26 September 2007
What I've been reading
Because some of you may be interested in this, and because it is an important part of my domestic intellectual life, I am including a brief list of books recently read. Some I chose for myself, others I read for work, and still others made their way into my hands. This is not exhaustive, but it covers most of what I have actually finished since I last posted about books. Of course, there are always at least 5-10 more in-progress on my bedside table or on my desk. So here is the latest installment:
Speak by Laurie Halse Anderson: I am currently reading this with an 11th grade class. They have an extreme distaste for it: not enough action, who wants to read the diary of some crazy girl who won't talk, it has nothing to do with my life, etc. and they are only on page 30. I read to the end to see how I could arouse some interest in them. We will see how it goes. I do recommend it. The writing is strong and the main character has moments when she is truly compelling.
A Grief Observed by C S Lewis: Lewis hasn't made it to my bedside or purse in awhile, he is usually shuffled off for some undiscovered author. This book is short, rich and excellent in true Lewis style. I don't know why I didn't read it earlier in life--perhaps I would not have been able to truly hear what he had to say.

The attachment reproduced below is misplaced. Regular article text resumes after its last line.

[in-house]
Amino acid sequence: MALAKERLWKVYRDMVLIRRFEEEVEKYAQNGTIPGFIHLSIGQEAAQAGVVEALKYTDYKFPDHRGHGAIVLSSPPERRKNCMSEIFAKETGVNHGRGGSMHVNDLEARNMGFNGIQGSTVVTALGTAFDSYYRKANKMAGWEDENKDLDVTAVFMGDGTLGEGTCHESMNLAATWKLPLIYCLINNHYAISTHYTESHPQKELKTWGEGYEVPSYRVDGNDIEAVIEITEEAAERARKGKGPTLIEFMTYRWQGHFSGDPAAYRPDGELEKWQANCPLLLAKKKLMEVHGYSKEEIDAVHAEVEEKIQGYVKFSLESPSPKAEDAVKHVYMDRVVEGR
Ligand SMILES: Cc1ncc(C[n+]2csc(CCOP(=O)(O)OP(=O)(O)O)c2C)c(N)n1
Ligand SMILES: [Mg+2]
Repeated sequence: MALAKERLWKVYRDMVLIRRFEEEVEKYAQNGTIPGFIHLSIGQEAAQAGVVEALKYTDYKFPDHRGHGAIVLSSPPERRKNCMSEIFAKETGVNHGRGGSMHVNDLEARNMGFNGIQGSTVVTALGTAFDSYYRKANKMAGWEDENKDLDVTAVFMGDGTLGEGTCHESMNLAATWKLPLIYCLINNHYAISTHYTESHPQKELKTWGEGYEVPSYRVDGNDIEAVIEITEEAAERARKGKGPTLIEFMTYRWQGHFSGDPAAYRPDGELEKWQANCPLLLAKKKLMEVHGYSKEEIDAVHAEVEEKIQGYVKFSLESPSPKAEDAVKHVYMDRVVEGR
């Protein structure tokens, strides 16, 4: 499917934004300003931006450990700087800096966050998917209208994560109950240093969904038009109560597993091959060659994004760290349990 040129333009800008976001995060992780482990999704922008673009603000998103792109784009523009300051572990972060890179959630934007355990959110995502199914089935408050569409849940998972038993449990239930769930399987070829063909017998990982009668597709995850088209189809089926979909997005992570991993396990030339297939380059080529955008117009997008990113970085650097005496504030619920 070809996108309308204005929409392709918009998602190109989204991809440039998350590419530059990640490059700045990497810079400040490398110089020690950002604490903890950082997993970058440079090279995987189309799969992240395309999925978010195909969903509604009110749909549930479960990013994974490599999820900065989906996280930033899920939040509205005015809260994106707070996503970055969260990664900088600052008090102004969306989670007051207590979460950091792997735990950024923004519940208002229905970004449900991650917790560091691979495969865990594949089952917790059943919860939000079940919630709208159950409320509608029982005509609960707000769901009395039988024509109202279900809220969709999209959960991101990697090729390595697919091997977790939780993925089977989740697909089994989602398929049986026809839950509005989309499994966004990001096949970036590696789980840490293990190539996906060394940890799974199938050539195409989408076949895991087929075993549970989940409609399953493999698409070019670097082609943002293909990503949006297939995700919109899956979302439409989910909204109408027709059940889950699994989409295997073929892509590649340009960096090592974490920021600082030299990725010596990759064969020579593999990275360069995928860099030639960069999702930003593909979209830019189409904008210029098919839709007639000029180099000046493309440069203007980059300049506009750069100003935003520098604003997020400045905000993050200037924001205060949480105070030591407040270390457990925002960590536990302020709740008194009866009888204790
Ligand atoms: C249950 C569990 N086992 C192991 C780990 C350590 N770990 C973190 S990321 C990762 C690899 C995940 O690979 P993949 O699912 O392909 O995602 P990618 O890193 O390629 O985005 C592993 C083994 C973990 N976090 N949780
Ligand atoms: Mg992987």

Poetics by Aristotle: This book is one of those classics that people refer to all the time, especially in literary circles, that I felt I needed to read. Aside from the references to Greek plays that I have never read or seen, I thought it was interesting. Aristotle points out the obvious, which seems to have escaped many modern writers, outlining the necessity for consistency in voice, character and style. He also addresses other problematic issues like audience attention span and the tools that lesser poets (and writers) use to hide their lack of skill or story. Reading this didn't change much about me or my writing, but it did encourage me that I am not wacked out when it comes to my need for consistency, veracity and continuity even in my entertainment. And I feel educated;-)
Flowers for Algernon by Daniel Keyes: A classic book about a mentally retarded man who undergoes surgery to make him smarter. He rapidly becomes a genius, only to equally rapidly decline back into retardation. I am reading this with two of my classes and I find the story compelling. There is a lot of room for discussion and I hope that my students are getting something out of it. In one group we are reading out loud and this makes it a little awkward when Charlie, the protagonist, talks about pooping in his pants as a child or about being in love with his adult education teacher. We are managing, and in the meantime, we have interesting conversations. For many of my students I realize that a lot of it is over their heads, and they may want to read it again in a few years when they know more of life.
I will try to post more about my reading on a regular basis.